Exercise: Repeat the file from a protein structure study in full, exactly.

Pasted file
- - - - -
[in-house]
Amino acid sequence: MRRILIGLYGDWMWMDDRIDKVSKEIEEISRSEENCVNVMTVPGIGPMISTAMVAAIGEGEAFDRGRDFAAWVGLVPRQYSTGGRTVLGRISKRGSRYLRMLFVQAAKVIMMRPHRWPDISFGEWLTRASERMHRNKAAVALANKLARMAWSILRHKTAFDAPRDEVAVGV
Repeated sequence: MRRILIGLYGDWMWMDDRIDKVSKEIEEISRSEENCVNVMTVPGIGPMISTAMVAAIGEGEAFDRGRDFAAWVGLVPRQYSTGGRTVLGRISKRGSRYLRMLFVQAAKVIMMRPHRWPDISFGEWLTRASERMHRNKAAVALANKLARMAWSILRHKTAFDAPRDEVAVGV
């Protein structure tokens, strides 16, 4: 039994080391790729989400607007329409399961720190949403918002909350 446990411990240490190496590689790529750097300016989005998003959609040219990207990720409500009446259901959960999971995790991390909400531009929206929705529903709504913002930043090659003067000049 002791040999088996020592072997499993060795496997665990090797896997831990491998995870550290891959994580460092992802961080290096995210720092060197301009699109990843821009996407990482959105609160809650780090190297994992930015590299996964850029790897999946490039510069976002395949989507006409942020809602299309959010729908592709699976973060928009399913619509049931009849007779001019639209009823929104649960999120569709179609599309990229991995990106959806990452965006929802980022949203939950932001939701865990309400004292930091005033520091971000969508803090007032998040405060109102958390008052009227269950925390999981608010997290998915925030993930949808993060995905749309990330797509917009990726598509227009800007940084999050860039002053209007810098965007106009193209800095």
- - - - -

[in-house]
Amino acid sequence: MRRILIGLYGDWMWMDDRIDKVSKEIEEISRSEENCVNVMTVPGIGPMISTAMVAAIGEGEAFDRGRDFAAWVGLVPRQYSTGGRTVLGRISKRGSRYLRMLFVQAAKVIMMRPHRWPDISFGEWLTRASERMHRNKAAVALANKLARMAWSILRHKTAFDAPRDEVAVGV
Repeated sequence: MRRILIGLYGDWMWMDDRIDKVSKEIEEISRSEENCVNVMTVPGIGPMISTAMVAAIGEGEAFDRGRDFAAWVGLVPRQYSTGGRTVLGRISKRGSRYLRMLFVQAAKVIMMRPHRWPDISFGEWLTRASERMHRNKAAVALANKLARMAWSILRHKTAFDAPRDEVAVGV
């Protein structure tokens, strides 16, 4: 039994080391790729989400607007329409399961720190949403918002909350 446990411990240490190496590689790529750097300016989005998003959609040219990207990720409500009446259901959960999971995790991390909400531009929206929705529903709504913002930043090659003067000049 002791040999088996020592072997499993060795496997665990090797896997831990491998995870550290891959994580460092992802961080290096995210720092060197301009699109990843821009996407990482959105609160809650780090190297994992930015590299996964850029790897999946490039510069976002395949989507006409942020809602299309959010729908592709699976973060928009399913619509049931009849007779001019639209009823929104649960999120569709179609599309990229991995990106959806990452965006929802980022949203939950932001939701865990309400004292930091005033520091971000969508803090007032998040405060109102958390008052009227269950925390999981608010997290998915925030993930949808993060995905749309990330797509917009990726598509227009800007940084999050860039002053209007810098965007106009193209800095």